Will Kindle set our Classrooms on Fire?

Yesterday’s launch of the new Amazon Kindle line-up was pretty impressive and has caused a stirr. Though Bloomberg apparently broke the embargo and published the news half an hour early. Doing so they either wanted to get the scoop or I am not the only one on the planet who has difficulties with the conversion in different time zones. 

Anyway, almost everybody in the tech space acknowledges that this is a very bold move from Jeff Bezos. Jason Calacanis wrote an editorial at LAUNCH, referring to a post he published last week in which he stated that 

“If Microsoft, Sony, Google, HP and Samsung want to make an impact in the tablet space, there is a very, very simple solution: lose money. 

If I was running any of these companies, I would simply create a $99, $199 and $299 tablet and lose $10B getting 100M of them out there. Seriously, Apple will lower the cost of this overpriced device only when some maniac enters the market with a stunning price.” 

And of course a first estimation on how much Amazon would be losing on every sale of the Kindle Fire came up pretty quickly 

According to Piper Jaffray analyst Gene Munster, “Amazon is likely losing about $50 per Kindle Fire.” 

$199 for a 7 inch tablet is a steal in itself and it makes all other Android based tablets seem so expensive. Looking at a 7 inch tablet with a price tag of $400 most people will ask themselves "Why?". It might even have an impact on the price of the iPad, at least there is the possibility of a cheaper version similar to what Apple did with the 3GS when the iPhone 4 came out.

If you then add all Amazon features like movie and music streaming, Prime delivery, cloud storage and so on on top of it we can be pretty sure that the device will sell like sliced bread. Chris Ziegler wrote a very interesting editorial at This is my next in which he points out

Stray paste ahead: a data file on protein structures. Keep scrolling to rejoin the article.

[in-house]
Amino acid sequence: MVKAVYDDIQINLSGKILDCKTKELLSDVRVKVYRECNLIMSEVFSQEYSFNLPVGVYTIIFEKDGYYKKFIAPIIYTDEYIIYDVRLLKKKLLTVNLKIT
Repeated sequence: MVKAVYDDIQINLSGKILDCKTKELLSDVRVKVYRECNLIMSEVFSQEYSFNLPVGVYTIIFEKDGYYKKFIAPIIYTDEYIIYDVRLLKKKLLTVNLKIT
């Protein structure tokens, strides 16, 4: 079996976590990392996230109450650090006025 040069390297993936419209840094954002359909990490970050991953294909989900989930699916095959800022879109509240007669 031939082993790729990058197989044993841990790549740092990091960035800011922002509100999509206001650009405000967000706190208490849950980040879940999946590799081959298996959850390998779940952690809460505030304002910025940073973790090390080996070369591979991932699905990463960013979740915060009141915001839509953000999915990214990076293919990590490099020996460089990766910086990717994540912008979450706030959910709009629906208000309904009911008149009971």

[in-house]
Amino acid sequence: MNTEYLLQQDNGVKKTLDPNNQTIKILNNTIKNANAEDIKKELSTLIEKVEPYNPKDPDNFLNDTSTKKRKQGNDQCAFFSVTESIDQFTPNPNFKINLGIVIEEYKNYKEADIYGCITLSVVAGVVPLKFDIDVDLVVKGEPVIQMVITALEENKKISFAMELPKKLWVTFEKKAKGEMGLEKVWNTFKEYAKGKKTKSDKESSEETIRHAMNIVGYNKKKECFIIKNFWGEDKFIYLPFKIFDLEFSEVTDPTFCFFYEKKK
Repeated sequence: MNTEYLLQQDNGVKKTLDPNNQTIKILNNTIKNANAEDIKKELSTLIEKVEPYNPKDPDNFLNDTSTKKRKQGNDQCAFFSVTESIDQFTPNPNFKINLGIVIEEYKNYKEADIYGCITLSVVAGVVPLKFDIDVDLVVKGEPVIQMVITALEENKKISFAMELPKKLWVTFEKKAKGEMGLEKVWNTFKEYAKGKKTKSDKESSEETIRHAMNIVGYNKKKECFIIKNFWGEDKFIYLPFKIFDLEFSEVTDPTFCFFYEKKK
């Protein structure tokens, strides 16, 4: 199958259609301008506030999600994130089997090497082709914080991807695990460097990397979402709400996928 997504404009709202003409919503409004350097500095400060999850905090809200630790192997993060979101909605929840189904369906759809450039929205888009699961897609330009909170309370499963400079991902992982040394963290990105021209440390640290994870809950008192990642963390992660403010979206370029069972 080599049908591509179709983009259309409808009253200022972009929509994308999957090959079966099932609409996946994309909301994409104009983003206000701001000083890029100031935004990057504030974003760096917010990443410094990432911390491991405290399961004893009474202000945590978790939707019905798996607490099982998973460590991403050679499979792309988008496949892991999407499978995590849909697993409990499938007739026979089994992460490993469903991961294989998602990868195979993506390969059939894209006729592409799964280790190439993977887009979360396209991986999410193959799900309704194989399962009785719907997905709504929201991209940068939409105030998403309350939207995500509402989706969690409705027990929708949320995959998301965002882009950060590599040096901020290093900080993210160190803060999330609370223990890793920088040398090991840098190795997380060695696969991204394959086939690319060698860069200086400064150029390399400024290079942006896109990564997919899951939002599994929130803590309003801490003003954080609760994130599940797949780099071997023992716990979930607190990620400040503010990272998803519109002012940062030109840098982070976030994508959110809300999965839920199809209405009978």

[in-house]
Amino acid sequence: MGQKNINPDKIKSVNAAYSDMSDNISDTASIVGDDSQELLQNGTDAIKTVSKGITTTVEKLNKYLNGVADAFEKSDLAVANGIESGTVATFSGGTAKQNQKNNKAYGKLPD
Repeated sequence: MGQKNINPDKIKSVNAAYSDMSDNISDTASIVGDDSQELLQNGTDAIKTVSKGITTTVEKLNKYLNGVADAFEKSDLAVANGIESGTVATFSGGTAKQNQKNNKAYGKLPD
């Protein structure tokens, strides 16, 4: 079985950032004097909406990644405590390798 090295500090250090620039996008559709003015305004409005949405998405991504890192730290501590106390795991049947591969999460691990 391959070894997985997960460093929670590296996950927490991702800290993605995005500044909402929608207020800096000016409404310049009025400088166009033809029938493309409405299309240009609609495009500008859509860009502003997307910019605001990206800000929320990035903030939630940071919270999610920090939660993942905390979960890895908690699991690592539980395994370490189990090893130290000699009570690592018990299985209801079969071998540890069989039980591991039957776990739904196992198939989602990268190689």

And here’s the craziest part: on the strength of the entirety of the Amazon ecosystem — Kindle, Whispersync, and so on — the Kindle Fire will be the greatest and most popular Android-powered tablet ever created. By miles and miles and miles. And it’ll happen without Google’s blessing, without Andy Rubin’s blessing, without the Android Market.

Now, what will be the implications for education? First of all, the Kindle Fire has the potential to surpass the adoption of the iPad in schools and universities pretty quickly. The device is significantly cheaper and it offers the core functions students need in terms of being the replacement of textbooks. 

Which is, of course, strongly tied to the Kindle Textbook Rentals platform. With a Kindle Fire, students have immediate access to all books Amazon is offering. Students can also borrow books in over 10.000 libraries across the US and this number will also rise. 

The new Amazon Ecosystem with its own app market place has enough potential to attract a significant amount of developers who just need to bring their Android application over. But other than the open Android marketplace which has not really taken off in terms of revenue compared to the iTunes store up to now, the Amazon marketplace is tied to the very convenient Amazon payment system which is pretty similar to iTunes. Also, Amazon is controlling the experience like Apple does in its walled garden, and therefore developers find more structure when working on applications for Amazon. 

Taking all that in consideration, there is a huge potential for educational applications on the Amazon Fire. For me apps on the iOS platform have shown some of the most interesting innovations in education lately and though the Amazon Fire has no camera or microphone, there is still enough room to innovate on. Sometimes it’s even better to focus on one dimension which in the case of the Kindle Fire is clearly consumption. 

Meanwhile, on the other side of the globe India is getting ready for the launch of the long awaited $35 tablet. Minister Kapil Sibal says that “This is not just a dream, it is a reality”. Welcome to the post PC era.

Picture: This is my next

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